What parents need to know
Parents Need to Know
Parents need to know that this series -- like most Survivor-type reality shows -- is heavy on trash talking, greed, animosity, and back-stabbing (though, in a refreshing change, there's not as much product placement and sponsorship as usual). Players use bribery, theft, and tentative alliances to safeguard their positions within the game, and it's often difficult to discern their strategies. Female contestants frequently wear tight, low-cut shirts or bikini tops that reveal maximum cleavage.
What's the story?
Reality TV takes to the open sea in PIRATE MASTER, a timber-shivering competition for aspiring Jack Sparrows. Contestants compete in trials of will and skill and follow treasure maps to buried gold, which accumulates over the course of the series to the winner's $1 million pot. After each challenge, the winning contestants elect a ship captain, who chooses two officers. Per pirate tradition, they divvy up the lion's share of the recovered gold and take up residence in a posh cabin below decks, while the remaining crew members are relegated to cramped bunks and have to take orders without question. At the end of each episode, the officers hand out summonses to the Pirate's Court; three of the summonses are marked with a black spot, indicating which players' fate is in jeopardy. After the unlucky trio defend themselves, the rest of the crew votes whether to eliminate one of them or band together to oust the captain. Whatever happens, the person eliminated is dramatically cut adrift (literally -- on a raft!) into the open sea.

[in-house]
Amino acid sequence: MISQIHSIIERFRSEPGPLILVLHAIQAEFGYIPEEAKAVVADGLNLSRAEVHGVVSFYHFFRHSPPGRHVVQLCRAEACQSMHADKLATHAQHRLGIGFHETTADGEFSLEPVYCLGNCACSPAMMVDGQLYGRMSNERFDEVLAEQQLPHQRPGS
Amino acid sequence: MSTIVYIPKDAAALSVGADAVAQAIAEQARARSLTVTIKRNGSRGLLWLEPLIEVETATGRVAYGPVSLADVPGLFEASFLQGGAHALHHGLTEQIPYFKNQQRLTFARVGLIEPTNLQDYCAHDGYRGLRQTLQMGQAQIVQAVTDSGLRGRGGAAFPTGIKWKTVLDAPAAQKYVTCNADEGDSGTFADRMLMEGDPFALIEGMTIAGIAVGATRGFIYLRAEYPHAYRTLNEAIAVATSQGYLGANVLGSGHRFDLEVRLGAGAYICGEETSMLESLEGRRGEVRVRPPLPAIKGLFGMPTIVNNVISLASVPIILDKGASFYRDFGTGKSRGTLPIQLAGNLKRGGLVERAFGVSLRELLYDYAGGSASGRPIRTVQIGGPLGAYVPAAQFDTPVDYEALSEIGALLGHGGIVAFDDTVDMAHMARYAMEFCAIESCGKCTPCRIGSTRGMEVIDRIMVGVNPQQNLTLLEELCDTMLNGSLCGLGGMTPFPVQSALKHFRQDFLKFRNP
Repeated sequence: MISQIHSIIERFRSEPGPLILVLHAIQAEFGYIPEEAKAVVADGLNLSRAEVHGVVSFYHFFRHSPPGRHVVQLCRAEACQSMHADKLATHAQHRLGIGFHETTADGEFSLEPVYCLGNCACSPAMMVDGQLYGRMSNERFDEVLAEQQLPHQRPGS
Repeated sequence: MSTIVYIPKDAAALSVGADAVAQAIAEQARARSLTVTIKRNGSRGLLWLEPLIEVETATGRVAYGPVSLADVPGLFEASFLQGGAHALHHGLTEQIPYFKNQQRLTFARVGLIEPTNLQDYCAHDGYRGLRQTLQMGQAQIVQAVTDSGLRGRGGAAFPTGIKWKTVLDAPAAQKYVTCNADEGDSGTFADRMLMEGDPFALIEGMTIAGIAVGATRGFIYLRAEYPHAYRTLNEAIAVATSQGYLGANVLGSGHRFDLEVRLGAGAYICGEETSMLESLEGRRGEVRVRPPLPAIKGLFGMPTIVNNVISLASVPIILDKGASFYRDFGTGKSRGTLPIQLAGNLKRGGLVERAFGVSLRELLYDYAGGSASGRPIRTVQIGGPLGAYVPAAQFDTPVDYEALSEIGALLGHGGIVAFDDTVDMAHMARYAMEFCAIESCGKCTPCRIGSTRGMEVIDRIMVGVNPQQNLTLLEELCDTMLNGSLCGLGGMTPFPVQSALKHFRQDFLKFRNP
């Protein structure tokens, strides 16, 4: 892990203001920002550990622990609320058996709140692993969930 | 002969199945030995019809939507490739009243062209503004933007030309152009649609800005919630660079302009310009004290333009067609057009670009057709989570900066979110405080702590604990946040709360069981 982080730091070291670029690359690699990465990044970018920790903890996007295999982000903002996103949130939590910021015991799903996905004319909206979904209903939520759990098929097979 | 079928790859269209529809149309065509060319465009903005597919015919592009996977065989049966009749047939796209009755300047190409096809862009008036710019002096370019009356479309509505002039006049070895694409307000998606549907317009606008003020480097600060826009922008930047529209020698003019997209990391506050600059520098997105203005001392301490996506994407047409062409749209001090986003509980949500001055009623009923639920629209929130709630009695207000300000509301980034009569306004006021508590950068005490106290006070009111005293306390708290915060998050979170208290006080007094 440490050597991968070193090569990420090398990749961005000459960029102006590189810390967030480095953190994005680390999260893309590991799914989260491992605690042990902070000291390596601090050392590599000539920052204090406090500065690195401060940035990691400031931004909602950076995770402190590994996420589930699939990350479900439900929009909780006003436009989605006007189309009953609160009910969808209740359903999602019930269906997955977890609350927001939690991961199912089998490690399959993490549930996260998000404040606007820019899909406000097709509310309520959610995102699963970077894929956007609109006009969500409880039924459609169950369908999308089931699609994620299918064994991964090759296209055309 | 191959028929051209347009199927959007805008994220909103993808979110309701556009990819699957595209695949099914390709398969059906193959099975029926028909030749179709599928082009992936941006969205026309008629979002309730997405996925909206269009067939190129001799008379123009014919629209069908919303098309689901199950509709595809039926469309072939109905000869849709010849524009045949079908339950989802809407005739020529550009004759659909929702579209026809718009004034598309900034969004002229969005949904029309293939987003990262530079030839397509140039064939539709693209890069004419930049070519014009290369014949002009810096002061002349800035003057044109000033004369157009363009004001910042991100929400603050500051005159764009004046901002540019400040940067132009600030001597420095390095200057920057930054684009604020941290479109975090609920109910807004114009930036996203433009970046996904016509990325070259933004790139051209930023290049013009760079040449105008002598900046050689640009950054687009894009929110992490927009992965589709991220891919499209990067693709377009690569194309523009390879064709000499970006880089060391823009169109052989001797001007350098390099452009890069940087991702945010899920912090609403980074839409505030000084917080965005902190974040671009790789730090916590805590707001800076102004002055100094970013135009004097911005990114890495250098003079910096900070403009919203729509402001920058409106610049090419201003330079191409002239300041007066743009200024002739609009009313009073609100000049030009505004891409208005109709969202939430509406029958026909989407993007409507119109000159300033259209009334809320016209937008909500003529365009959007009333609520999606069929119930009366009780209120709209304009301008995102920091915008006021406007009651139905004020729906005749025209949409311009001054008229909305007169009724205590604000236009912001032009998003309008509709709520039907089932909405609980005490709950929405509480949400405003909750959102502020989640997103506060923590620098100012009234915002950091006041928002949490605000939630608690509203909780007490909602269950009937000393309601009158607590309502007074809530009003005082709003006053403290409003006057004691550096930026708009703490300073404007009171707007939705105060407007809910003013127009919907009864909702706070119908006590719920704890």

Is it any good?
Yes, it bears a few too many similarities to Survivor (which, not coincidentally, is also produced by reality guru Mark Burnett), but for saltwater-veined fans, Pirate Master's celebration of all things swashbuckling gives it a fresh new spin that's a lot of fun.
But parents, avast: Human skeletons litter the treasure-hunt path (some impaled with weapons), lady pirates bare plenty of cleavage (who knew buccaneers wore bikinis?), and expletives like "ass" are always a potential hazard. All of that, mixed with typical reality fare like trash-talking and animosity, makes this best suited for older tweens and teens.
Families can talk about...
Families can talk about the popularity of reality TV shows. What about them is appealing? Does this particular contest seem juvenile in any way? Are the strained relationships among the players real, or does the editing make them more intense than they actually are? Are sneaky tactics like bribery, cheating, and lying necessary to win? What message does that send to viewers about competition?